apprehensible here.  I was transported back to my childhood when I would hide with friends in bushes
of the backyard and create a private world in which I would revel in seclusion.

(Readers should be aware that the Inner Path has now been closed by the Forestry Department.
Anyone who wishes to walk the Inner Path requires permission from the Forestry Office, situated
near the bus stand in Tiruvannamalai.)

contd.,

Arunachala Siva.     

Subramanian.R

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Re: A Pilgrim's Log - Ravi Iyer - Mountain Path -July Sept. 2016.
« Reply #12 on: July 28, 2016, 11:47:23 AM »
Wednesday, December 30th evening:  8 pm.

I returned to my favorite spot on the rock above Skandasramam after dinner.  Night had fallen and I
sat there, allowing myself to sink into contemplation of spectacle of the township lights before me.....

Sitting on the rock for the first time there was the experience of unreality of the Universe and the
simultaneous experience of the reality of awareness!  An enormous sense of expansive freedom filled
my consciousness.  I truly had nothing to do in this life or any other life henceforth.  These experiences
and pictures and impressions were automatic emissions and therefore no concern of mine, of no greater
import than the random bead of sweat that may drip from my forehead or any other automatic bodily
function that I may witness.  If even death were to come to this body at this moment it would be
be merely one more automatic experience superimposed upon this awareness.  This awareness that had
no name, no beginning, no end, no gender, no form, neither light or dark, no direction, no place of residence,
no location, no movement, no stillness, no attribute apart from itself, no support,  yet it is radiantly luminous,
the one light  by which all is manifested, the one alone that ever remains, no means to know it except to be
it, no way to manifest except as Silence.

It was 10 pm when I became conscious of my surroundings. I got up and climbed down to the Asramam and
lay on my bed.

contd.,

Arunachala Siva.               

Subramanian.R

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Re: A Pilgrim's Log - Ravi Iyer - Mountain Path -July Sept. 2016.
« Reply #13 on: July 29, 2016, 11:42:37 AM »
Thursday, December 31st, 2009:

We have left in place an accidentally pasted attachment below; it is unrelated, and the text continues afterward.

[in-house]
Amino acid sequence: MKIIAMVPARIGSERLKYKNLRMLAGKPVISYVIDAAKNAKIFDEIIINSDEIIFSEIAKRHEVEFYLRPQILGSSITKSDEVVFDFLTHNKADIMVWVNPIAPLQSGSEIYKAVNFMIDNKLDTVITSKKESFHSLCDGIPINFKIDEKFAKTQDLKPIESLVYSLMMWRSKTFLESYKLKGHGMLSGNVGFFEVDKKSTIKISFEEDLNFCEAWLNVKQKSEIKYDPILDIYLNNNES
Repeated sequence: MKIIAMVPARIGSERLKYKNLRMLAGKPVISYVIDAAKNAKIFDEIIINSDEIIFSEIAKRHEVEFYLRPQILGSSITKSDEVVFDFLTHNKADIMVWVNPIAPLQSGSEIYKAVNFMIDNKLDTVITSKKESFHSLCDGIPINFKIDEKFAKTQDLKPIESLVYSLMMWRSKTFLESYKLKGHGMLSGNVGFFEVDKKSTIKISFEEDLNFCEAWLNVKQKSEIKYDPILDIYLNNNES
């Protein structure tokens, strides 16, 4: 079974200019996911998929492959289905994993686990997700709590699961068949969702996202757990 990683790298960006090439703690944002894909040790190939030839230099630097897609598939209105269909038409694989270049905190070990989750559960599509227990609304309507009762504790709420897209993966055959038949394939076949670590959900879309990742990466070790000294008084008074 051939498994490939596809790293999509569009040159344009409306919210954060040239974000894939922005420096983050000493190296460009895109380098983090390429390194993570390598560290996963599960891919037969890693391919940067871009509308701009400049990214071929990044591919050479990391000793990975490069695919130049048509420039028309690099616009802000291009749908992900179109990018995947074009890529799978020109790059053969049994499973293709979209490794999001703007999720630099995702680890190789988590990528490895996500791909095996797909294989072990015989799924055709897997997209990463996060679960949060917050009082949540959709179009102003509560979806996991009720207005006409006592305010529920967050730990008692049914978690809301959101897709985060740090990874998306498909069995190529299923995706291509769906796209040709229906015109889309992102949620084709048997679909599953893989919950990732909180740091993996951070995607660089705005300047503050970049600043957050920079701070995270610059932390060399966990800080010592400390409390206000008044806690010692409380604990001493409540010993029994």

I got up at 5 am., which was a little later than my usual hour.  There was sense that I had never slept.
I felt refreshed and there was no experiences of fatigue but somehow the distinction between sleep
and wakefulness no longer felt clear cut.

After breakfast I set out on my own to do giri pradakshina along the inner path.  When I reached the
flowing stream, I climbed down into the pool and bathed under the water fall.  Climbing out I walked
along the foot path while the weather was neither cold nor hot and I felt very comfortable walking in my wet
T-shirt and shorts with my canvas Ramanasramam shoulder bag.  Along the way there were several
other ponds and tanks and some of whom had some sannyasis bathing and washing their clothes.

I continued walking until I reached Parvati Mukham.  There I noticed a side trail bifurcating away from
the Inner Path and on impulse I followed it and within a short distance I was deeper into the forest at
the base of Parvati Mukham.  Hence there was a profusion of red colored and yellow colored stones.
I picked several stones that attracted my fancy.

contd.,

Arunachala Siva.   

Subramanian.R

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Re: A Pilgrim's Log - Ravi Iyer - Mountain Path -July Sept. 2016.
« Reply #14 on: July 30, 2016, 11:37:17 AM »
Walking alone down the Inner Path was a special experience.  Like my private time in front of Bhagavan's
couch on December 26th, there was a sense of intimate communion with my Mother.  There was at
no time any feeling of fatigue.  The feet never seemed to touch the ground despite the fact that it was
a Full Moon day, there were no other pilgrims on the path and I walked carefree in the courtyard
of my Father and Mother reveling in the joy that can only be experienced when in one's own home.

I reached the Asramam at 11.30 am just in time to join C.S. Bedi and other friends at the lunch time
outside the dining hall.  He took one look at my face and asked, 'Did you do girivalam?'  'Yes!'.  I smiled
back.  " I am again going after lunch want to come?'  He laughed. 'You have become crazy!' 
I laughed.  'It is Arunachala's fault!'

After lunch I set off again alone on the Inner Path.  There was no fatigue and I was not really pushing my
face.  Each circuit was about 9 miles and yet at no point of time  did I feel any strain.  All through my
circuit I would be doing japam but at many times even the japam would stop and there would be periods
of blankness when I would not be able to recall the sector that I had just crossed, yet the feet walked
and the body moved.

Gazing up at Arunachala, I suddenly realized that by this time tomorrow, I would be on the road of
Chennai and onward to Washington DC.  My heart gripped by a doubt: "Of what use is all Your power
to shower Grace upon me, if You are unable to be equally powerful when I am physically removed from
this place", I boldly asked, "If You are not bounded by Space and Time, then how is it that Your
pretend that Your Grace is dependent on my proximity to You?"

The answer came immediately to my consciousness, 'Stop thinking that you are physically removed
and I will stop pretending to limit my Grace."  Relief descended upon me at this assurance and I turned
and continued to walk with a song in my heart.

I reached the Asramam at 4.30 pm and went and rested in my room for half an hour.  At 6.30 om
in accordance with my usual habit I set outside the Samadhi Hall as the Parayana went on inside before
Bhagavan's Samadhi

contd.,

Arunachala Siva.